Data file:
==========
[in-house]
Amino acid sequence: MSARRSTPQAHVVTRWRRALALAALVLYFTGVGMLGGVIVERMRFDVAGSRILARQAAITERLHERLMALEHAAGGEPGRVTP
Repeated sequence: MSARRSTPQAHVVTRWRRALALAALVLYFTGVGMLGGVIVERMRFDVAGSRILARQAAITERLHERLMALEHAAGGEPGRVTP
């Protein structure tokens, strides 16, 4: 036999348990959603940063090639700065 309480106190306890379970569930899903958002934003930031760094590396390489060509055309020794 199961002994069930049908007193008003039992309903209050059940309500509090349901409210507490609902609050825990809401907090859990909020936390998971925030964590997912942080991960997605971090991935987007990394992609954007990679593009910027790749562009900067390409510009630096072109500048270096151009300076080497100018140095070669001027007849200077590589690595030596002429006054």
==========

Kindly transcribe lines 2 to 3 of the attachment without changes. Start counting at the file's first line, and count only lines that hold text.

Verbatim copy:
Amino acid sequence: MSARRSTPQAHVVTRWRRALALAALVLYFTGVGMLGGVIVERMRFDVAGSRILARQAAITERLHERLMALEHAAGGEPGRVTP
Repeated sequence: MSARRSTPQAHVVTRWRRALALAALVLYFTGVGMLGGVIVERMRFDVAGSRILARQAAITERLHERLMALEHAAGGEPGRVTP